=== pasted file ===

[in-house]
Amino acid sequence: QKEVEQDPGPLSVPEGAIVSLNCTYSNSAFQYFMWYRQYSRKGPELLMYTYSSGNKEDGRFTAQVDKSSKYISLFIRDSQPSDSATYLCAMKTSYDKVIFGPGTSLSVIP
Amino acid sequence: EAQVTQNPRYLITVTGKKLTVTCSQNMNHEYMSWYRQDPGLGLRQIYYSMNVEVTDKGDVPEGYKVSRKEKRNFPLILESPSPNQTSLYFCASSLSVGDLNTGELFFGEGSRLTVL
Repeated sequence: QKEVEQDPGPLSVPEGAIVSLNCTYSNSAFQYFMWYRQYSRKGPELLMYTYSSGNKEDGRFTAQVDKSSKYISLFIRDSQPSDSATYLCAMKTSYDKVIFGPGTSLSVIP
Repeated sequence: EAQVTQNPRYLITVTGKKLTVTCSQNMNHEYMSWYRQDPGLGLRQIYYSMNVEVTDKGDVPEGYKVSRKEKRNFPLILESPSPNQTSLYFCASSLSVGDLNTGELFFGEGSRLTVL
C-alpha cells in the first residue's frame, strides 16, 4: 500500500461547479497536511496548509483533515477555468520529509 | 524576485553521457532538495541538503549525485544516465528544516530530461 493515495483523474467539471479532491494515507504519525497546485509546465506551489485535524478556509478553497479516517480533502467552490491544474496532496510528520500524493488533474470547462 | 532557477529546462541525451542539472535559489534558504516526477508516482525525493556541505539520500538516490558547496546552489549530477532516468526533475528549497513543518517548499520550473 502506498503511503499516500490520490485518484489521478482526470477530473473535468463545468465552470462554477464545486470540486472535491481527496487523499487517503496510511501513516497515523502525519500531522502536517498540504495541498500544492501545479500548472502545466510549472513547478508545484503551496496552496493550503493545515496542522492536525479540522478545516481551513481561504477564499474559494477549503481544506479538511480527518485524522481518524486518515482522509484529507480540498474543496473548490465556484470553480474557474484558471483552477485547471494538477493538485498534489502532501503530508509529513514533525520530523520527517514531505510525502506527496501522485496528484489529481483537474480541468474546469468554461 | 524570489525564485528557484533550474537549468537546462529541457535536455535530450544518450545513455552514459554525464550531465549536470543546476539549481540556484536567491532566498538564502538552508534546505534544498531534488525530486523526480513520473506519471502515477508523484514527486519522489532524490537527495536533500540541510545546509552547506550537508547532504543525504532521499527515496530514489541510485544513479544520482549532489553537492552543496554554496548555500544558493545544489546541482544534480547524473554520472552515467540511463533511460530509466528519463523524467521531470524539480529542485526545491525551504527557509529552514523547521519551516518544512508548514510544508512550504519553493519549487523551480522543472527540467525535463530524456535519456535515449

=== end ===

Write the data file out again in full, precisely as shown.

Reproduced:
[in-house]
Amino acid sequence: QKEVEQDPGPLSVPEGAIVSLNCTYSNSAFQYFMWYRQYSRKGPELLMYTYSSGNKEDGRFTAQVDKSSKYISLFIRDSQPSDSATYLCAMKTSYDKVIFGPGTSLSVIP
Amino acid sequence: EAQVTQNPRYLITVTGKKLTVTCSQNMNHEYMSWYRQDPGLGLRQIYYSMNVEVTDKGDVPEGYKVSRKEKRNFPLILESPSPNQTSLYFCASSLSVGDLNTGELFFGEGSRLTVL
Repeated sequence: QKEVEQDPGPLSVPEGAIVSLNCTYSNSAFQYFMWYRQYSRKGPELLMYTYSSGNKEDGRFTAQVDKSSKYISLFIRDSQPSDSATYLCAMKTSYDKVIFGPGTSLSVIP
Repeated sequence: EAQVTQNPRYLITVTGKKLTVTCSQNMNHEYMSWYRQDPGLGLRQIYYSMNVEVTDKGDVPEGYKVSRKEKRNFPLILESPSPNQTSLYFCASSLSVGDLNTGELFFGEGSRLTVL
C-alpha cells in the first residue's frame, strides 16, 4: 500500500461547479497536511496548509483533515477555468520529509 | 524576485553521457532538495541538503549525485544516465528544516530530461 493515495483523474467539471479532491494515507504519525497546485509546465506551489485535524478556509478553497479516517480533502467552490491544474496532496510528520500524493488533474470547462 | 532557477529546462541525451542539472535559489534558504516526477508516482525525493556541505539520500538516490558547496546552489549530477532516468526533475528549497513543518517548499520550473 502506498503511503499516500490520490485518484489521478482526470477530473473535468463545468465552470462554477464545486470540486472535491481527496487523499487517503496510511501513516497515523502525519500531522502536517498540504495541498500544492501545479500548472502545466510549472513547478508545484503551496496552496493550503493545515496542522492536525479540522478545516481551513481561504477564499474559494477549503481544506479538511480527518485524522481518524486518515482522509484529507480540498474543496473548490465556484470553480474557474484558471483552477485547471494538477493538485498534489502532501503530508509529513514533525520530523520527517514531505510525502506527496501522485496528484489529481483537474480541468474546469468554461 | 524570489525564485528557484533550474537549468537546462529541457535536455535530450544518450545513455552514459554525464550531465549536470543546476539549481540556484536567491532566498538564502538552508534546505534544498531534488525530486523526480513520473506519471502515477508523484514527486519522489532524490537527495536533500540541510545546509552547506550537508547532504543525504532521499527515496530514489541510485544513479544520482549532489553537492552543496554554496548555500544558493545544489546541482544534480547524473554520472552515467540511463533511460530509466528519463523524467521531470524539480529542485526545491525551504527557509529552514523547521519551516518544512508548514510544508512550504519553493519549487523551480522543472527540467525535463530524456535519456535515449